Here’s a fun “macro” example of an important aspect of micro surface texture.

Peak curvature is a measure of the “sharpness” of the small peaks in a surface. Many papers have been written on this important tribology parameter because it relates directly to a number of surface functions. But if you’re trying to estimate peak curvature using a stylus measurement, your numbers may mislead you. A 2D stylus measurement can report smaller radius values that aren’t real. Here’s why.

**“Macro” radius measurement**

Let’s say this bowl of marbles is our surface:

There’s an overall shape to the pile, with a lot of locale curvatures (i.e., marbles!).

If we scan the bowl in 3D, we should be able to see the radius of most of the marbles in the field of view. A 3D scanner (Metrascan Black from Creaform) gives us a good “macro” measurement of the marbles (thanks to Brian Vogel for the data!)

We can see all the way across most of the marbles in the 3D data, so we should be able to estimate their radii pretty closely. And in fact, if we bring this data into OmniSurf3D software (and spend a little time with circle masks), we can measure the radius of quite a few of the marbles. The resulting measurements are tightly distributed around 8mm—which is the actual radius of these marbles.

## “Micro” surface texture measurement

Now, let’s approximate what might happen if we measured the “micro” version of these marbles using a stylus. We can estimate that pretty well by taking a 2D profile slice through the 3D data:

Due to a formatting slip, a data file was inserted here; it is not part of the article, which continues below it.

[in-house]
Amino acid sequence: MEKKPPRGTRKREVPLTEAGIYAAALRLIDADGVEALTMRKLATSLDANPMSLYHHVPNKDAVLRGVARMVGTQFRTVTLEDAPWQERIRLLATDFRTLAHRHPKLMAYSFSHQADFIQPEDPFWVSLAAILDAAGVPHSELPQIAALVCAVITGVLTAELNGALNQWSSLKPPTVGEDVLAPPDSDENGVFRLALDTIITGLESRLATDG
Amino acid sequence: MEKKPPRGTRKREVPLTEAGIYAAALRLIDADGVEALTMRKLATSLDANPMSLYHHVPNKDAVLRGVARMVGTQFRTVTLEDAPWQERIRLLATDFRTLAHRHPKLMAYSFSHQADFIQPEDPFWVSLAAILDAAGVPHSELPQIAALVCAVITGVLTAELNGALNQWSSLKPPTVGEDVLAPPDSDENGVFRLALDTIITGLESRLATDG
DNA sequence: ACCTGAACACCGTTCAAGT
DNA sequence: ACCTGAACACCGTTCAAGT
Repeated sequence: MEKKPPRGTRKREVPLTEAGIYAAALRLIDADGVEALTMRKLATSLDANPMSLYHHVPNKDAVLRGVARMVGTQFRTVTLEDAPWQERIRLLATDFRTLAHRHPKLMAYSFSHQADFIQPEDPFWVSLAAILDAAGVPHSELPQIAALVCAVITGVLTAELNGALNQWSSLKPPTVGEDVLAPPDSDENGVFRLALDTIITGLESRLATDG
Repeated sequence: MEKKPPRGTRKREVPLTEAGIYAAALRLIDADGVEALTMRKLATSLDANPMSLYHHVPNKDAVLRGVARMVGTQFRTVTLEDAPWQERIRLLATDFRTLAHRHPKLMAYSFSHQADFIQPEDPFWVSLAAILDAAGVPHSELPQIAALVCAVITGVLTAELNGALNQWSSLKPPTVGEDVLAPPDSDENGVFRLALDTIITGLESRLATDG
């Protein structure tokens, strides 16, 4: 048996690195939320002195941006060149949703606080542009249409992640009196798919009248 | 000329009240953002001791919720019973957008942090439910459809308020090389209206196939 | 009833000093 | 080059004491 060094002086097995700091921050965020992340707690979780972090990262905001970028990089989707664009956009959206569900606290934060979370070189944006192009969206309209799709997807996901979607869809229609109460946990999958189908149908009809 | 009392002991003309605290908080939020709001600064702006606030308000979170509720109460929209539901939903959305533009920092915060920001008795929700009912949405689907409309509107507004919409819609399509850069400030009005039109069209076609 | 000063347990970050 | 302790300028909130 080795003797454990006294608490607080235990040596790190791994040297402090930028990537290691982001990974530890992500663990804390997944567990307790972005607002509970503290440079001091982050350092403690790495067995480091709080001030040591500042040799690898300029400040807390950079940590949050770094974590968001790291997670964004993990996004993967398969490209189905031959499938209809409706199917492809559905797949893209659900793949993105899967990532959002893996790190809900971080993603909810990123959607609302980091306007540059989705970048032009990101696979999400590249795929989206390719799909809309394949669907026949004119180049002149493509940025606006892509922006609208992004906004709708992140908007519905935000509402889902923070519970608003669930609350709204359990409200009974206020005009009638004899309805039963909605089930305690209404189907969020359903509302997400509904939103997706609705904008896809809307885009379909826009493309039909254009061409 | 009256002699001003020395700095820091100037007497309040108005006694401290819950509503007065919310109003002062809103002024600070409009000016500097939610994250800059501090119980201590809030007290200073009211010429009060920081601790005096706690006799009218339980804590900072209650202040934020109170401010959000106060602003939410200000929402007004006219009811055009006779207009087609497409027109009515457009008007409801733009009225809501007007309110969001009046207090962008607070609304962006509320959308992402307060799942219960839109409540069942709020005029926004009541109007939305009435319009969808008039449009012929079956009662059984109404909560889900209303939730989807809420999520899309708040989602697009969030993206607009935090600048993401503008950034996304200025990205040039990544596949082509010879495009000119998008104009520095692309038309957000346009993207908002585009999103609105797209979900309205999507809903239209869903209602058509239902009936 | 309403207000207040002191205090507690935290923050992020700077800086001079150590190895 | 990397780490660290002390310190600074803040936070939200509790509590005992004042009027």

Wherever we choose to make our measurement, the profile will cross some of the marbles near their equators and cross others closer to their edges. Depending on where our profile crosses the marble, we get very different radius values, as the image above shows.

The distribution of the measured radii now looks more like the blue data in this chart: scattered, and with a much lower mean.

That data could lead us to some incorrect decisions about the peak curvature. If we are using this data to control a process, we might start making adjustments to fix a problem that is not really there. Or, a problem may be sneaking past us, even when we think we are keeping it in control.

Peak curvature is one of the parameters that can benefit greatly from 3D measurement. When it’s important to accurately capture the deepest points of valleys or highest points of peaks on a surface, 3D measurement can be more repeatable. But remember: 3D measurements are typically limited to a very small field-of-view, so you need to be sure that the area that you measure is representative of the larger surface! As always, the application dictates the parameters that we need to measure, and the equipment that we need to use to measure them.

Want to try it for yourself? The dataset is in our **Surface Library!**